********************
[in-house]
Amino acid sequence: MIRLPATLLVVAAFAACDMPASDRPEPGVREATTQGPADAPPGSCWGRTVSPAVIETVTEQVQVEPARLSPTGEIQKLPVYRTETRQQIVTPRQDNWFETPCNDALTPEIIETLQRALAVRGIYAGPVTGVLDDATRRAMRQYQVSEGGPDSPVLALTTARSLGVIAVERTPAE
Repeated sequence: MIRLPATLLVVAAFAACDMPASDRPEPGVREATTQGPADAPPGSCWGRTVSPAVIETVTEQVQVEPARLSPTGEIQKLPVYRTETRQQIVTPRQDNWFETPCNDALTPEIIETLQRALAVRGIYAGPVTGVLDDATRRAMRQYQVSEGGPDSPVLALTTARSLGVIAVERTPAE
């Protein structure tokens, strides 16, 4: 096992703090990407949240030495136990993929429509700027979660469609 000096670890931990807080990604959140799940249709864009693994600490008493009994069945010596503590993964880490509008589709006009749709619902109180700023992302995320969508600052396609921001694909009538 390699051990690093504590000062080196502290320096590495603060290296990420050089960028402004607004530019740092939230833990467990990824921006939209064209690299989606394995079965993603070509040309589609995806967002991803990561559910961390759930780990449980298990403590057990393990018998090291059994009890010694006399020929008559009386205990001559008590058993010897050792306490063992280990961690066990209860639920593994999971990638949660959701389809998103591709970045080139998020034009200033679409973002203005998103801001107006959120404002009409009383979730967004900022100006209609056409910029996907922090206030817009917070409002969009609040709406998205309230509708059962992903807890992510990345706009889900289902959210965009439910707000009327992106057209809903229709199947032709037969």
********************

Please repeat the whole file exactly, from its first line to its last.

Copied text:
[in-house]
Amino acid sequence: MIRLPATLLVVAAFAACDMPASDRPEPGVREATTQGPADAPPGSCWGRTVSPAVIETVTEQVQVEPARLSPTGEIQKLPVYRTETRQQIVTPRQDNWFETPCNDALTPEIIETLQRALAVRGIYAGPVTGVLDDATRRAMRQYQVSEGGPDSPVLALTTARSLGVIAVERTPAE
Repeated sequence: MIRLPATLLVVAAFAACDMPASDRPEPGVREATTQGPADAPPGSCWGRTVSPAVIETVTEQVQVEPARLSPTGEIQKLPVYRTETRQQIVTPRQDNWFETPCNDALTPEIIETLQRALAVRGIYAGPVTGVLDDATRRAMRQYQVSEGGPDSPVLALTTARSLGVIAVERTPAE
């Protein structure tokens, strides 16, 4: 096992703090990407949240030495136990993929429509700027979660469609 000096670890931990807080990604959140799940249709864009693994600490008493009994069945010596503590993964880490509008589709006009749709619902109180700023992302995320969508600052396609921001694909009538 390699051990690093504590000062080196502290320096590495603060290296990420050089960028402004607004530019740092939230833990467990990824921006939209064209690299989606394995079965993603070509040309589609995806967002991803990561559910961390759930780990449980298990403590057990393990018998090291059994009890010694006399020929008559009386205990001559008590058993010897050792306490063992280990961690066990209860639920593994999971990638949660959701389809998103591709970045080139998020034009200033679409973002203005998103801001107006959120404002009409009383979730967004900022100006209609056409910029996907922090206030817009917070409002969009609040709406998205309230509708059962992903807890992510990345706009889900289902959210965009439910707000009327992106057209809903229709199947032709037969």